U.S. losing 'oodles of data' to Chinese spying … when will it stop?

U.S. losing 'oodles of data' to Chinese spying … when will it stop?

U.S. losing 'oodles of data' to Chinese spying … when will it stop?

Espionage operations inside the United States by the Communist Chinese Party are a daily occurrence – and it appears that nearly anyone can become a victim.

A press release from the FBI last week identifies five individuals who were charged with various crimes related to stalking, harassing, and spying on residents of the United States on behalf of the People's Republic of China (PRC) secret police. One of the individuals has been identified as Shujun Wang.

"At the direction of the MSS*," the press release says, "Wang used his position and status within Chinese diaspora community in New York City to collect information about prominent activists, dissidents, and human rights leaders to report that information to the PRC government."

American Family News spoke to David Sauer, a retired senior CIA officer who served as chief of station and deputy chief of station in multiple overseas command positions in East Asia and South Asia. Sauer says the Chinese regime has been targeting various populations of people in this fashion for quite some time – and that monitoring of the Chinese student population within the U.S. has been particularly active.

"In cases like this, they want to monitor to make sure those students don't become what they consider to be radicalized, so they don't become human rights or democracy activists when they return home," Sauer explains.

As the FBI's press release states, pro-democracy activists in Hong Kong, advocates for Taiwanese independence, and Uyghur and Tibetan activists are at jeopardy of being watched and reported to the Chinese Communist Party (CCP).

Another individual identified in the FBI's press release is Qiming Lin. He sought the help of a private investigator to manufacture a political scandal, attempting to undermine the congressional campaign of Democrat Yan Xiong of New York.

Sauer calls that attempt "outrageous" and likens it to "old school Cold War activity" meant to compromise an election. The former CIA officers explains that one of the plans discussed would have provided an opportunity to blackmail Xiong, who is seeking the Democratic nomination in Long Island. Xiong, a former student leader involved in the 1989 Tiananmen Square protests, is a U.S. military veteran and has been an American citizen for more than 25 years.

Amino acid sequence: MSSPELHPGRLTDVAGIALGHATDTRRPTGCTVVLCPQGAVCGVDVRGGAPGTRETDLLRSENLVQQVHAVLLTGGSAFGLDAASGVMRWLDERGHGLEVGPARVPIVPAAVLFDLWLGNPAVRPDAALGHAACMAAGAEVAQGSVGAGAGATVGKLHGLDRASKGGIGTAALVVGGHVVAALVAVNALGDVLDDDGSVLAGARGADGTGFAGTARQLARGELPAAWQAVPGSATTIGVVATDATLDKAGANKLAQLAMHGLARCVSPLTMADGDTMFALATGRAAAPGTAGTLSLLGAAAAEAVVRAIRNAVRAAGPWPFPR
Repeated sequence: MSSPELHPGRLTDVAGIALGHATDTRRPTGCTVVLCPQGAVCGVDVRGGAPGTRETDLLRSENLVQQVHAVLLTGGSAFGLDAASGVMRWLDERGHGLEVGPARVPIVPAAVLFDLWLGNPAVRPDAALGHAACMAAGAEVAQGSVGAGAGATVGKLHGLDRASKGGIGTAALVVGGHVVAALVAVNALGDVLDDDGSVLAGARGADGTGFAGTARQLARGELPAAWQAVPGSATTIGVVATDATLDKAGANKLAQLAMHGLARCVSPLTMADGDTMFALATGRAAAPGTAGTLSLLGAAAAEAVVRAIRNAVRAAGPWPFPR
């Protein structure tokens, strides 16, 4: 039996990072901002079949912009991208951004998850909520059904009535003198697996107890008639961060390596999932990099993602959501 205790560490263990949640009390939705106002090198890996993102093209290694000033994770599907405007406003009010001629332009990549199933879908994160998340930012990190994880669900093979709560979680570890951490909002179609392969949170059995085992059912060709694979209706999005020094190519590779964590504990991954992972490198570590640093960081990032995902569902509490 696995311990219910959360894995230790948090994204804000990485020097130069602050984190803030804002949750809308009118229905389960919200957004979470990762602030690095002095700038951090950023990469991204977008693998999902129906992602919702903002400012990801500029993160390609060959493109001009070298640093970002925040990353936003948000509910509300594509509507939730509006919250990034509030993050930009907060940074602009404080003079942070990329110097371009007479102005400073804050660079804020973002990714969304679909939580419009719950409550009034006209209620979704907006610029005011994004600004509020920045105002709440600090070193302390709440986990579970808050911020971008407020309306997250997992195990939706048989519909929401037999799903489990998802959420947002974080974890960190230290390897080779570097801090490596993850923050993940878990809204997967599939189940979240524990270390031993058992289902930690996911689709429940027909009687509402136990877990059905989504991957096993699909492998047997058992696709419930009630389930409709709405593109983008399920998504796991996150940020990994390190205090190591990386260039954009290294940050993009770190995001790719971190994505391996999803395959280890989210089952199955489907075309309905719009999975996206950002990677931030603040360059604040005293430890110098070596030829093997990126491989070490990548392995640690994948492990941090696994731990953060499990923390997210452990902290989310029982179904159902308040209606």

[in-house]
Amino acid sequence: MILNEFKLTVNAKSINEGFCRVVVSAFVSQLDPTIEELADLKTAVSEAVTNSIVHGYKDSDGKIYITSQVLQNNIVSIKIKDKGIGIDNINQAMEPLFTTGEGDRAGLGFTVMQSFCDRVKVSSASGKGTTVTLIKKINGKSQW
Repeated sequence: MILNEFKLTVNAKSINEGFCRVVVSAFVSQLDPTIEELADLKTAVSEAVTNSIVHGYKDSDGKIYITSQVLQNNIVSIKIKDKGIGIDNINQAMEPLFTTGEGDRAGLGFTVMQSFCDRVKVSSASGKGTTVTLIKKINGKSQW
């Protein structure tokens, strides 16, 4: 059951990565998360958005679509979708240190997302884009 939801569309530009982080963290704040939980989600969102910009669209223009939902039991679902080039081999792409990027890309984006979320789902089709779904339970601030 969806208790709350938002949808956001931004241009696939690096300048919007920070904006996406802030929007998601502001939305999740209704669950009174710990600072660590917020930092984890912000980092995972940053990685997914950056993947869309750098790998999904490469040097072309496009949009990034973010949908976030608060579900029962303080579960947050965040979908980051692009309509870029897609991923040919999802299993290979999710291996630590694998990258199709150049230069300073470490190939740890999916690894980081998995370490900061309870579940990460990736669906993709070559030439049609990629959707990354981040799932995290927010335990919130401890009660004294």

"There was talk of hiring a woman, a prostitute, [that could have resulted] in getting compromising photos to use against [the Congressional candidate]," Sauer offers – noting there was also talk of staging a car accident to harm Xiong. In fact, the FBI press release noted Lin's laughter about the plot. "This is brass knuckles kind of stuff," Sauer adds.

Because of examples like this, Sauer says intelligence agencies are constantly "beating the drum" about the counterintelligence threat coming from communist China. A new China-related counterintelligence case is opened nearly every 10 hours, according to the FBI.

"Their espionage activity, particularly involving cybercrimes, against the United States has been successful," Sauer admits. "They've stolen oodles of data from the United States."

In addition, he points out, upwards of 80% of American adults have had their personal data stolen by the regime. He argues that greater efforts must be made to thwart such "brazen" operations.

"[The United States] needs to invest more in trying to counter these activities by giving [the various intel agencies] more resources," he continues, adding that local law enforcement and the Chinese American community itself must be part of the effort.

"Each has to be coalesced together to better focus the country against the Chinese intelligence threat," Sauer concludes.

* Ministry of State Security (MSS) – a civilian intelligence and secret police agency in the People's Republic of China that is responsible for counterintelligence and political security.